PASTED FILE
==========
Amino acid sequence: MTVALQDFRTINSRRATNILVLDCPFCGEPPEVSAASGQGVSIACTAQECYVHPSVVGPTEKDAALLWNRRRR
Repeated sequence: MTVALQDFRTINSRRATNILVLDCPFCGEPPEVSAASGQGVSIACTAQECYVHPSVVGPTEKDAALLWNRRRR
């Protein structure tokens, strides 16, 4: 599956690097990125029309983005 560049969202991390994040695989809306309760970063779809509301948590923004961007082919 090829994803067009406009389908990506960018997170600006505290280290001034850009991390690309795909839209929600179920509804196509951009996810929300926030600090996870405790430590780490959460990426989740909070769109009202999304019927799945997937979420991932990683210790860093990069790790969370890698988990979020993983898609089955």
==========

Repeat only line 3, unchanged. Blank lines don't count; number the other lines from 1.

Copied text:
């Protein structure tokens, strides 16, 4: 599956690097990125029309983005 560049969202991390994040695989809306309760970063779809509301948590923004961007082919 090829994803067009406009389908990506960018997170600006505290280290001034850009991390690309795909839209929600179920509804196509951009996810929300926030600090996870405790430590780490959460990426989740909070769109009202999304019927799945997937979420991932990683210790860093990069790790969370890698988990979020993983898609089955």